Tuesday, April 29, 2008

Magic Realism




Today's entry is about Magic Realism, (AKA Magical Realism), a form of painting that encompasses fantastical characters and objects in a realistic looking depiction. Magic Realism in art actually refers to a twentieth century movement which was initiated by European artists after World War I,. It was followed by a second phase that began in North America a decade later. The earliest phases of Magic Realism followed World War I and preceded Surrealism by a few years. Together the two phases spanned approximately four decades, with residual works after 1960.



The movement actually began as a reaction to Expressionism, Cubism, and other avant-garde movements. The first Magic Realism paintings were characterized by sharply focused, unsentimental presentations of commonplace subject matter.



Frank Roh identified 22 traits of Magic Realism. Important features include a sharp focus throughout the painting, the smooth and thin application of the paint, the subordination of painting techniques, juxtaposition of close and far subject matter, and the limited use of aerial perspective and atmospheric effects.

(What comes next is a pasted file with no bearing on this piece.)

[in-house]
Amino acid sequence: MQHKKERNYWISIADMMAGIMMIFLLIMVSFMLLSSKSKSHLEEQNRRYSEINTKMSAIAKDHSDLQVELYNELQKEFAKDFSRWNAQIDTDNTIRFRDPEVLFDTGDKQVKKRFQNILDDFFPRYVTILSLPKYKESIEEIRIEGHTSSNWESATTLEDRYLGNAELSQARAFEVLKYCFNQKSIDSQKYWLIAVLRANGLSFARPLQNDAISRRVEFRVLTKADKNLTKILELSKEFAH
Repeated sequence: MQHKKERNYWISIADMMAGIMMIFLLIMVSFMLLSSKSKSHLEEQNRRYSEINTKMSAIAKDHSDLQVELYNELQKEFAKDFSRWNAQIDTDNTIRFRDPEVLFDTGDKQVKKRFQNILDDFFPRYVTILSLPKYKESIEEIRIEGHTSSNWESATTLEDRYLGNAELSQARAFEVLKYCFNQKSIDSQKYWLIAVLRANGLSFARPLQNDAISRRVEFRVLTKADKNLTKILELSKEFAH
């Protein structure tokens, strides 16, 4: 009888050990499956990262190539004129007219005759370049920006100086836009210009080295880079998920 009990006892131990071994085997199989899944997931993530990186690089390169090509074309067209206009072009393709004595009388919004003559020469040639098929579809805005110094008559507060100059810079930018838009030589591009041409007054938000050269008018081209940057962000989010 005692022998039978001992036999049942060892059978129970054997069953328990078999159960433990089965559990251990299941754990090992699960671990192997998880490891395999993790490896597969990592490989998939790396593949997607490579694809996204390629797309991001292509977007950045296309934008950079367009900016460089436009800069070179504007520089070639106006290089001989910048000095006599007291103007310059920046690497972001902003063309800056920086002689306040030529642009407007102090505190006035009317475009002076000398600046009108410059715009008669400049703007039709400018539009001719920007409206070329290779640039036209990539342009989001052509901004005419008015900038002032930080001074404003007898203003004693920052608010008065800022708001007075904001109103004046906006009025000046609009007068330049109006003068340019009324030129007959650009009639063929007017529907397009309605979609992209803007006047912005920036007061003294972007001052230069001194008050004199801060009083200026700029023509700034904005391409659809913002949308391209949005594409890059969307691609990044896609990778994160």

Magic Realism spread from Germany to many other European countries, and subsequently to North America. Although in many ways the movement was soon overshadowed in Europe by the Surrealist movement, it flourished to a considerable extent in the Americas, as an alternative artistic current to the mainstream Abstract Expressionism movement which developed in the 1940's and 50's.





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Stacy Alexander